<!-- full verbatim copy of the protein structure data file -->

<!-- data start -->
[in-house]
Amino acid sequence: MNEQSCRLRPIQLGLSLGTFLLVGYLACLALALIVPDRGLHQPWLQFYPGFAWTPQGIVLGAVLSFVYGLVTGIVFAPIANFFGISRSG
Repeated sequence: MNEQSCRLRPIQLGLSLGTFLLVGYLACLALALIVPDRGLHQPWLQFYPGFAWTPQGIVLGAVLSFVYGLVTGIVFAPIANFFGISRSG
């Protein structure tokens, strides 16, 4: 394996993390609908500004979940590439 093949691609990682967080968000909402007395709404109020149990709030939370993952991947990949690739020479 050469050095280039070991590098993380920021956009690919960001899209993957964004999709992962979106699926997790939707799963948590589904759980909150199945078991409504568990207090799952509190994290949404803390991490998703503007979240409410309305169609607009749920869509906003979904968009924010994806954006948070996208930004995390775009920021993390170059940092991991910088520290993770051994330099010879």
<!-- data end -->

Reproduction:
[in-house]
Amino acid sequence: MNEQSCRLRPIQLGLSLGTFLLVGYLACLALALIVPDRGLHQPWLQFYPGFAWTPQGIVLGAVLSFVYGLVTGIVFAPIANFFGISRSG
Repeated sequence: MNEQSCRLRPIQLGLSLGTFLLVGYLACLALALIVPDRGLHQPWLQFYPGFAWTPQGIVLGAVLSFVYGLVTGIVFAPIANFFGISRSG
């Protein structure tokens, strides 16, 4: 394996993390609908500004979940590439 093949691609990682967080968000909402007395709404109020149990709030939370993952991947990949690739020479 050469050095280039070991590098993380920021956009690919960001899209993957964004999709992962979106699926997790939707799963948590589904759980909150199945078991409504568990207090799952509190994290949404803390991490998703503007979240409410309305169609607009749920869509906003979904968009924010994806954006948070996208930004995390775009920021993390170059940092991991910088520290993770051994330099010879």